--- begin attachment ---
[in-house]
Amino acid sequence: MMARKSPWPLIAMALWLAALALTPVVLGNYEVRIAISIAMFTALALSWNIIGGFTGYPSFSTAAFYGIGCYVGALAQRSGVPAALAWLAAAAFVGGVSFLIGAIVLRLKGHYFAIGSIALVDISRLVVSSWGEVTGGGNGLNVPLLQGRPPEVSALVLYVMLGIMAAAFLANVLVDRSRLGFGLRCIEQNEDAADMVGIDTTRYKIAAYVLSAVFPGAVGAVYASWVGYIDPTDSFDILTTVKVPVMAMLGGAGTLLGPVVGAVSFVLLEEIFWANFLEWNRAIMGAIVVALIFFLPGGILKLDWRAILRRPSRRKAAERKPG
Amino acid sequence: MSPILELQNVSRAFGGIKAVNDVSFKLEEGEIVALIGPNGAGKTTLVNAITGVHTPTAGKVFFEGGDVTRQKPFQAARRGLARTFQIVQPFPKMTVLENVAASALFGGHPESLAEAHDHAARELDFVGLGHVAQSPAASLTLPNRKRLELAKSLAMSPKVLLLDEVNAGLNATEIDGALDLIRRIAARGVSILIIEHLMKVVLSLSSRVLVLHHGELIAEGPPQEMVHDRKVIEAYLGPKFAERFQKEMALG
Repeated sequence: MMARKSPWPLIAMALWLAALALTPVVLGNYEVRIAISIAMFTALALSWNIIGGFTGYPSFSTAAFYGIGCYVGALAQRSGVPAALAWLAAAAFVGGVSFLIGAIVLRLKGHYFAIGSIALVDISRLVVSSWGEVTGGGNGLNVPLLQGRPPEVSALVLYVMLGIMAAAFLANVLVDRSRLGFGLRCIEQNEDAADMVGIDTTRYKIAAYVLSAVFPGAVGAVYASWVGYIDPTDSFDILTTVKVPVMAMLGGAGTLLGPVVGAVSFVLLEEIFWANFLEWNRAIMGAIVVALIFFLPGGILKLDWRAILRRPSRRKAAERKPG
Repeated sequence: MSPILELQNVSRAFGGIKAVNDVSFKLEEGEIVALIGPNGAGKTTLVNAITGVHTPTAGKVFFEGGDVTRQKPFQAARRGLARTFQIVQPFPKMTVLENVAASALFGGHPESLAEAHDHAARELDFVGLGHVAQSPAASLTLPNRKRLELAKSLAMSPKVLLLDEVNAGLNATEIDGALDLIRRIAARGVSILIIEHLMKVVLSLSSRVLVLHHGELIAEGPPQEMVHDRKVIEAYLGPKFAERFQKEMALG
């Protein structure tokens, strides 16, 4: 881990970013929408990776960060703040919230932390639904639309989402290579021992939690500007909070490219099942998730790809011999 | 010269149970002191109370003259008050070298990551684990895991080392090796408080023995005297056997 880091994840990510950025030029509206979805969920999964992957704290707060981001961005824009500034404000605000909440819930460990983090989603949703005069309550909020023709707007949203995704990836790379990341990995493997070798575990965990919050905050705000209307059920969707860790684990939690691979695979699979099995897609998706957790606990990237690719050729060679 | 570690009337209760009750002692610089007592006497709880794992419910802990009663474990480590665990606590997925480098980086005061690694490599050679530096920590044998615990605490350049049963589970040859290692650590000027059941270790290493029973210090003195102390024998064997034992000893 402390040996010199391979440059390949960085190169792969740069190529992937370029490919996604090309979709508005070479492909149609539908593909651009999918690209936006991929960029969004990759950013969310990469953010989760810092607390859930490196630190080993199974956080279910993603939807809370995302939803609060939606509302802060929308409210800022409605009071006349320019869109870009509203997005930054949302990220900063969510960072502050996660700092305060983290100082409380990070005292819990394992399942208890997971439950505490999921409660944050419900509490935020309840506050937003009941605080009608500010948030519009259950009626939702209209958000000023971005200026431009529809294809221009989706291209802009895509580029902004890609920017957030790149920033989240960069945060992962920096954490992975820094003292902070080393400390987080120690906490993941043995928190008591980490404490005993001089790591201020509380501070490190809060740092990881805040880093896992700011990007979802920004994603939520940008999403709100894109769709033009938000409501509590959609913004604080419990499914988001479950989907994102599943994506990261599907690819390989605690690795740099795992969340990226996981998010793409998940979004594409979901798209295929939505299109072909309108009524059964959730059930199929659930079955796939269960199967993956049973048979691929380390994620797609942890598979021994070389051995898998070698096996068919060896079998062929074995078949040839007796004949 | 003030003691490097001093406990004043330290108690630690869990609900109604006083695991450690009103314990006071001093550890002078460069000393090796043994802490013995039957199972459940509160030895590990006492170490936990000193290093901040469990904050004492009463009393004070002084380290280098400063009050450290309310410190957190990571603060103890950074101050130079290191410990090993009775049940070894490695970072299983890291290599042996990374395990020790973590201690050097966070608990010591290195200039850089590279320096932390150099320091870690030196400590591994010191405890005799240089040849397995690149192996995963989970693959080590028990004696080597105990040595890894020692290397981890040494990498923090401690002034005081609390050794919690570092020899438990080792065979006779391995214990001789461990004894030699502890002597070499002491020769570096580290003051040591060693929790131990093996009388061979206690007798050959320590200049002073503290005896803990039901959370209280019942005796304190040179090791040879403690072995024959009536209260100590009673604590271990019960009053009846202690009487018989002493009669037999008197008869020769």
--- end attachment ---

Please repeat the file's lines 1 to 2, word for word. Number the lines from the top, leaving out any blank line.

[in-house]
Amino acid sequence: MMARKSPWPLIAMALWLAALALTPVVLGNYEVRIAISIAMFTALALSWNIIGGFTGYPSFSTAAFYGIGCYVGALAQRSGVPAALAWLAAAAFVGGVSFLIGAIVLRLKGHYFAIGSIALVDISRLVVSSWGEVTGGGNGLNVPLLQGRPPEVSALVLYVMLGIMAAAFLANVLVDRSRLGFGLRCIEQNEDAADMVGIDTTRYKIAAYVLSAVFPGAVGAVYASWVGYIDPTDSFDILTTVKVPVMAMLGGAGTLLGPVVGAVSFVLLEEIFWANFLEWNRAIMGAIVVALIFFLPGGILKLDWRAILRRPSRRKAAERKPG